Tuesday, October 4, 2016
Thursday, September 29, 2016
Friday, July 8, 2016
Friday, July 1, 2016
Monday, June 27, 2016
This is the painting that I am entering in The Oil Painters of America Salon Show. Just preparing for this competition has made me a more focused artist. If my entry is not selected for this very prestigious event, I'll just work harder. I photographed this outside just a little while ago and it is getting cloudy and stormy -- not a very good photo. I definitely will take another one. (The original image was replaced on July 1st). Definitely working on my photography skills.
Sunday, June 26, 2016
Painting these small pieces has taught me a lot. I have been putting into practice all that I have learned in my workshops and videos with Master Artists. The plan was to improve these still lifes -- make them more interesting -- so that I will be prepared to enter the Oil Painters of America 2016 Salon Show competition. Forcing myself to meet these goals has improved my work.
Friday, June 24, 2016
As a wise fellow artist said "There is no road map to being an artist". I keep struggling, going forward, falling back and starting again. It is a blessing to be able to pursue this very worthwhile endeavor, but it takes commitment and persistence to keep on -- always with the desire to improve. Hopefully, there will be one person our there who responds to my work.
Wednesday, June 22, 2016
Tuesday, June 21, 2016
Wednesday, June 1, 2016
I had the privilege of attending the Oil Painters of America Annual Conference and Exhibition which was held in Dallas from May 11 to May 15th . This was truly a wonderful learning experience. The gorgeous demonstration painting pictured above was done by the distinguished artist Jeff Legg. The photograph below is of his still life set up.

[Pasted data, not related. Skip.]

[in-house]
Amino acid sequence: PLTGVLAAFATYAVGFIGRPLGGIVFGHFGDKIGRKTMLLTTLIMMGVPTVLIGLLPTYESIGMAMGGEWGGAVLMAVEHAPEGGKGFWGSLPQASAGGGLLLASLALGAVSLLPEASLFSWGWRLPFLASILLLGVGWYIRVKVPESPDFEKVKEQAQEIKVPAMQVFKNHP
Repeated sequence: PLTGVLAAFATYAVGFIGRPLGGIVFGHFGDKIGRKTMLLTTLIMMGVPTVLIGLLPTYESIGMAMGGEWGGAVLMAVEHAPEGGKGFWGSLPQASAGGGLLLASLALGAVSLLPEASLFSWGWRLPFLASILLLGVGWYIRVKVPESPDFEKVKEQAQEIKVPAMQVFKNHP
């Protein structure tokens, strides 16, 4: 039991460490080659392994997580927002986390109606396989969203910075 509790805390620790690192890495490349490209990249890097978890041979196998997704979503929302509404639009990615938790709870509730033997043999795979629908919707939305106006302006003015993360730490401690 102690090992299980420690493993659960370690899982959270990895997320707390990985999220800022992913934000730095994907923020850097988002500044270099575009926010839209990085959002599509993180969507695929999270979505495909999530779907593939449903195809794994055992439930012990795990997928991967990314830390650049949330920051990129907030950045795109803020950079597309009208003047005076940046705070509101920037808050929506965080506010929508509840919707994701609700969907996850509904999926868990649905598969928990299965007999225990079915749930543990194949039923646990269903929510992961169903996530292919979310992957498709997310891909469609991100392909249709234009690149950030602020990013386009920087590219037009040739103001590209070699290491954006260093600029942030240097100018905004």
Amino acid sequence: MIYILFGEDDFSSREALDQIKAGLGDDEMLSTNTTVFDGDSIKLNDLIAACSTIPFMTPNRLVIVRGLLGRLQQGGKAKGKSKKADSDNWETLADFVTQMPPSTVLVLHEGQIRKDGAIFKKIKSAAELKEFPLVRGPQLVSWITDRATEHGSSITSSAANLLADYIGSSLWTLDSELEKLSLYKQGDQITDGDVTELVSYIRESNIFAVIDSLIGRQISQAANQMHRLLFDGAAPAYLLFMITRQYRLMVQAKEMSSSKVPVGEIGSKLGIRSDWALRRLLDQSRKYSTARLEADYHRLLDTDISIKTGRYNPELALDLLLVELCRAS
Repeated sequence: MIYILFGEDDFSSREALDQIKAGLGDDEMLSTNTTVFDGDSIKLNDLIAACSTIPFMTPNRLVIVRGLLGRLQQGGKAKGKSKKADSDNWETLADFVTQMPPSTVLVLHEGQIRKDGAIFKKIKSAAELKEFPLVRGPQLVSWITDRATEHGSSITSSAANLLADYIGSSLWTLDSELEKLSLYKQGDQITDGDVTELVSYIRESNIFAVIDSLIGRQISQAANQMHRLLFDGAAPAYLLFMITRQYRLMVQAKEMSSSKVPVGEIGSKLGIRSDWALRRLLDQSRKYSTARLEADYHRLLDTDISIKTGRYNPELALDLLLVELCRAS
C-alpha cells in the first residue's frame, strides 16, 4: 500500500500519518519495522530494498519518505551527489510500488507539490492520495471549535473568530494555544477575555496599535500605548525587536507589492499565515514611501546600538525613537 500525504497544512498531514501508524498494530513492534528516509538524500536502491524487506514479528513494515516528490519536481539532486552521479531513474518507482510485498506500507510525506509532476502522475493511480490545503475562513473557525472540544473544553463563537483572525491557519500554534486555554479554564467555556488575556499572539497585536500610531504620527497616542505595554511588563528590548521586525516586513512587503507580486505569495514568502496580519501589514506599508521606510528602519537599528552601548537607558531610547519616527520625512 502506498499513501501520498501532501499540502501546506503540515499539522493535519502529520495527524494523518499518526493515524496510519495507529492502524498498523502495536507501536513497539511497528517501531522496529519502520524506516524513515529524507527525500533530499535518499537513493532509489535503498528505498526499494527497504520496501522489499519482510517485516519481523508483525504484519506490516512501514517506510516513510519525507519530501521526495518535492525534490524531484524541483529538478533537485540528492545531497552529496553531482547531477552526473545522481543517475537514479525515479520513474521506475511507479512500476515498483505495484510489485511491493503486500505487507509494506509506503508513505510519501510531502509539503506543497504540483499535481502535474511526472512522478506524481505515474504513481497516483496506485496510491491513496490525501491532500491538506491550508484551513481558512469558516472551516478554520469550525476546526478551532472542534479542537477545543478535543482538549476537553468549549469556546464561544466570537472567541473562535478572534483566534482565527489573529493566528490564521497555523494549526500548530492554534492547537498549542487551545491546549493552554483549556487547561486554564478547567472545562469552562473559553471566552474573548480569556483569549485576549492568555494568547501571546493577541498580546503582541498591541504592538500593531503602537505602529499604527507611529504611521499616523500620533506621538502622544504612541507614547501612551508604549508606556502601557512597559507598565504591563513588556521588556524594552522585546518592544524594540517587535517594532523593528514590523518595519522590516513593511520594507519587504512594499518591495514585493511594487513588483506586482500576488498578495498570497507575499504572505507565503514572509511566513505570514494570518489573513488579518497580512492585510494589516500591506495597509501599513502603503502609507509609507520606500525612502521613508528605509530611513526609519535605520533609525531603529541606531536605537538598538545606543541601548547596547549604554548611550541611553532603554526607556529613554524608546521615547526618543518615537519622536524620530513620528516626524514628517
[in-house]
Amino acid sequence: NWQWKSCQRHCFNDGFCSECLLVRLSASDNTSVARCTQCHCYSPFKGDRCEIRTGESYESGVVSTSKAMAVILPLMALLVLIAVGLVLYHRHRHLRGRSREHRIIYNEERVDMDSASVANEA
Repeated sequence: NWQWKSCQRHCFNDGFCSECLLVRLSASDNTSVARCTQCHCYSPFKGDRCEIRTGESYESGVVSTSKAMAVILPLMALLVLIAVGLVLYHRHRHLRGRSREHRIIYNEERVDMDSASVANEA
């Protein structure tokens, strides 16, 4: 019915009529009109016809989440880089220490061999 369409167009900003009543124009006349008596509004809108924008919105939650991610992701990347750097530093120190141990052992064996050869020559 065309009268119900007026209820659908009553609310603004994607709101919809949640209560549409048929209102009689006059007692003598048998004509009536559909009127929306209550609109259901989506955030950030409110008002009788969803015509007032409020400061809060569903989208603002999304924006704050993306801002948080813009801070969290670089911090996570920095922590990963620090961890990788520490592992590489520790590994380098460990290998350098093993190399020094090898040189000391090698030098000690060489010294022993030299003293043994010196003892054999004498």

I purchased his instructional video, but have not been able to view it yet. I am very much looking forward to studying and learning from the video.
Monday, May 2, 2016
I was taught in painting to not use black on my palette. Black could take the life out of the painting. We would mix our own black using complementary colors. Anders Zorn used only four colors in his palette, white, yellow ochre, cadmium red and black and created a world of color. I used ivory black in this still life and am very happy with the result. Thank you for following my art blog.
Tuesday, April 12, 2016
Saturday, April 9, 2016
Wednesday, April 6, 2016
In my committment to painting daily, I sought out this historic preverve in Dallas County called Grapevine Springs. Today it is surrounded by urban growth, but it was at one time part of a vast wilderness. In 1843 Sam Houston camped here while negotiating a treaty with local Native Americans.
The rock wall in the foreground was built by the Works Progress Administration in 1938.
Monday, April 4, 2016
This old, old oak was painted on my recent trip to New Iberia, LA. It is on the grounds of Shadows on the Teche, which was built in 1834 and is listed as a National Trust Historic Site. It was a wonderful experience painting on these historic grounds in such a beautiful setting.
Saturday, April 2, 2016
This is a painting I did in my recent workshop with Roger Dale Brown. It was actually painted in the Bird Sanctuary on Avery Island where Tobasco Sauce is made. You know that famous and wonderful sauce. I am so grateful for having had the opportunity to study with Roger, a Master Artist and true gentleman. What I learned in this workshop will benefit me for a long time to come. I have made the committment to paint everyday, for whatever amount of time I can afford.
Saturday, March 26, 2016
|Roger Dale Brown Painting|
This beautiful painting is done by Roger Dale Brown. I had the privilege of participating in a workshop in New Iberia, LA. this past week with Roger, an exceptionally gifted artist and a very generous instructor. His depth of knowledge and incredible skill made this well-organized workshop a very valuable experience. I am grateful to have had this opportunity to learn from a master.
Tuesday, March 15, 2016
Saturday, March 12, 2016